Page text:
American Alpine Jounrna and Accidents in North American Climbing
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The South Face of Mount Foraker

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  • Publication Year: 2000

The South Face of Mount Foraker

Trying harder in the Alaska Range

by Steve Larson

July 4th, 1998, and I am spending the weekend with Joe TerraVecchia sport climbing in Rumney, New Hampshire. We are in the parking lot, outside Joe’s truck. Joe reaches behind his seat and pulls out a black bag. Before he opens the bag, he looks over his shoulder. The check is quick, but thorough: no one is watching.

Joe produces a photo he took while flying out from the Moonflower Buttress of Mount Hunter in 1997. He and Carl Tobin had Paul Roderick, owner of Talkeetna Air Taxi, fly by the Infinite Spur on Mount Foraker to check it out. Luckily, it was a perfect day. When Joe got home and saw the photos, though, it wasn’t the Infinite Spur that caught his eye. Instead, he recognized a line beginning to the right of the Infinite Spur that gained the beautiful dia- mond-shaped wall above.

Joe went to Alaska in the spring of ’98 to try the route with Carl. 1998 was an El Niño year, and they never got beyond Anchorage. Now, Carl is becoming a dad, and Joe has asked me to take Carl’s place. Joe and I had met on the Moonflower, each of us members of separate parties. That was more than a year ago, and I am now looking for a route to provide similar climbing. One look at the line seemed to show that the upper half would be steep enough. Joe did not have to ask me a second time. By the end of the weekend, we had agreed to return together the following spring to the Alaska Range.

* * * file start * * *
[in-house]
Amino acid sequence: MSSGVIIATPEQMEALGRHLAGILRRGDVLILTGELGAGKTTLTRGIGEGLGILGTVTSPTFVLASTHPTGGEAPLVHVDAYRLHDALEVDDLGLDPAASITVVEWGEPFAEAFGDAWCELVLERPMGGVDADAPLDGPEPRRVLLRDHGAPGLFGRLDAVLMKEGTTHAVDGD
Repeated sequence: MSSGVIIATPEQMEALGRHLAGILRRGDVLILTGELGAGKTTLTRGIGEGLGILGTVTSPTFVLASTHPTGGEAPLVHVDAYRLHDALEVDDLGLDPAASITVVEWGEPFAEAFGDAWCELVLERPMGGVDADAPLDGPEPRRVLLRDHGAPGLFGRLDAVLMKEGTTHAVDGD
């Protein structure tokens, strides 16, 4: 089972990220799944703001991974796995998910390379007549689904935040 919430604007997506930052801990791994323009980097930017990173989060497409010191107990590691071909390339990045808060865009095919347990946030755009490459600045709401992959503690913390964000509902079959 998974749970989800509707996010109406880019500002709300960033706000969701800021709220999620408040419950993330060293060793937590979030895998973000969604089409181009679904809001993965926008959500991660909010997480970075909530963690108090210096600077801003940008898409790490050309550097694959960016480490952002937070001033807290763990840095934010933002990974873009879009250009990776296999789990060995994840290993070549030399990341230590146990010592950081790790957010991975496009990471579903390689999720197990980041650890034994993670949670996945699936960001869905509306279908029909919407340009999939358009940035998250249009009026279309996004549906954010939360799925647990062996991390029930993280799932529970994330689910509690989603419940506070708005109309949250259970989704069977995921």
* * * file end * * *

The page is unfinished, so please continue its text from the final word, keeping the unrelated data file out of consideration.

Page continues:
Joe and I were fortunate to receive the Mugs Stump Award for an alpine-style attempt on the south face of Mount Foraker. We had Paul Roderick drop us off on the Kahiltna Glacier at the base of the southeast ridge of Mount Foraker, rather than the traditional airstrip on the southeast fork. This not only put us closer to the start of the route, but, with both the southeast ridge and the French Ridge of Foraker just across the glacier and the bulk of Denali looming above the head of the Kahiltna, we had an extraordinary setting to ourselves.

Our proposed route on the south face of Mount Foraker begins with a long gully to the right of the Infinite Spur at 8,000 feet and ends with a mantel 7,000 feet higher. The gully, which keeps the climber to the left of any discharge from the hanging glacier above, provides the first 2,000 feet of climbing and ends at the Rock Step, the route’s first technical challenge. The Rock Step accesses the Shoulder to the left of the hanging glacier. At the top of the hanging glacier lies a 3,500-foot, diamond-shaped wall. The route follows a line of weakness just right of center, exiting about 400 feet right of the wall’s apex at 15,000 feet, where it joins the Infinite Spur. The Infinite Spur gains the apex of the south face from the left, and our route joins the Infinite Spur at that point. It then ascends another 1,800 feet to the broad summit plateau and finally ends on the north summit at 17,400 feet.